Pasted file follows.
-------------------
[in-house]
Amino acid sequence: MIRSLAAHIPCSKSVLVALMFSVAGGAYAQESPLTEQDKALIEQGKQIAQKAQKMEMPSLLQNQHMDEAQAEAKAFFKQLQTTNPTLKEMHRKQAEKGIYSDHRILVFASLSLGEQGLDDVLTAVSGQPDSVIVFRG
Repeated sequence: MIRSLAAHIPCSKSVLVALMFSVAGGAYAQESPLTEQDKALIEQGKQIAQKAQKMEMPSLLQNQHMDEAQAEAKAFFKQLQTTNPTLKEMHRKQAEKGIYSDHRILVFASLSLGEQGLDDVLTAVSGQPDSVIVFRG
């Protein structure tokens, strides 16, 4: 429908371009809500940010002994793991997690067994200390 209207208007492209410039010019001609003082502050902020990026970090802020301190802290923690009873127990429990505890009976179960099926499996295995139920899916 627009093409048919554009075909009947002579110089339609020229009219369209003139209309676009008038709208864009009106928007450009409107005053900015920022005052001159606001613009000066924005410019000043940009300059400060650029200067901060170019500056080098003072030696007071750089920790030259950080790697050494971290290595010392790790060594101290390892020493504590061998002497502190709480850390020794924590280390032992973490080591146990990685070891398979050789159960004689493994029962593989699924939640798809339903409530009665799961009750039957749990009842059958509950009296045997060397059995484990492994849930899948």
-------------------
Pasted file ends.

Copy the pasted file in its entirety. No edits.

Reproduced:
[in-house]
Amino acid sequence: MIRSLAAHIPCSKSVLVALMFSVAGGAYAQESPLTEQDKALIEQGKQIAQKAQKMEMPSLLQNQHMDEAQAEAKAFFKQLQTTNPTLKEMHRKQAEKGIYSDHRILVFASLSLGEQGLDDVLTAVSGQPDSVIVFRG
Repeated sequence: MIRSLAAHIPCSKSVLVALMFSVAGGAYAQESPLTEQDKALIEQGKQIAQKAQKMEMPSLLQNQHMDEAQAEAKAFFKQLQTTNPTLKEMHRKQAEKGIYSDHRILVFASLSLGEQGLDDVLTAVSGQPDSVIVFRG
């Protein structure tokens, strides 16, 4: 429908371009809500940010002994793991997690067994200390 209207208007492209410039010019001609003082502050902020990026970090802020301190802290923690009873127990429990505890009976179960099926499996295995139920899916 627009093409048919554009075909009947002579110089339609020229009219369209003139209309676009008038709208864009009106928007450009409107005053900015920022005052001159606001613009000066924005410019000043940009300059400060650029200067901060170019500056080098003072030696007071750089920790030259950080790697050494971290290595010392790790060594101290390892020493504590061998002497502190709480850390020794924590280390032992973490080591146990990685070891398979050789159960004689493994029962593989699924939640798809339903409530009665799961009750039957749990009842059958509950009296045997060397059995484990492994849930899948």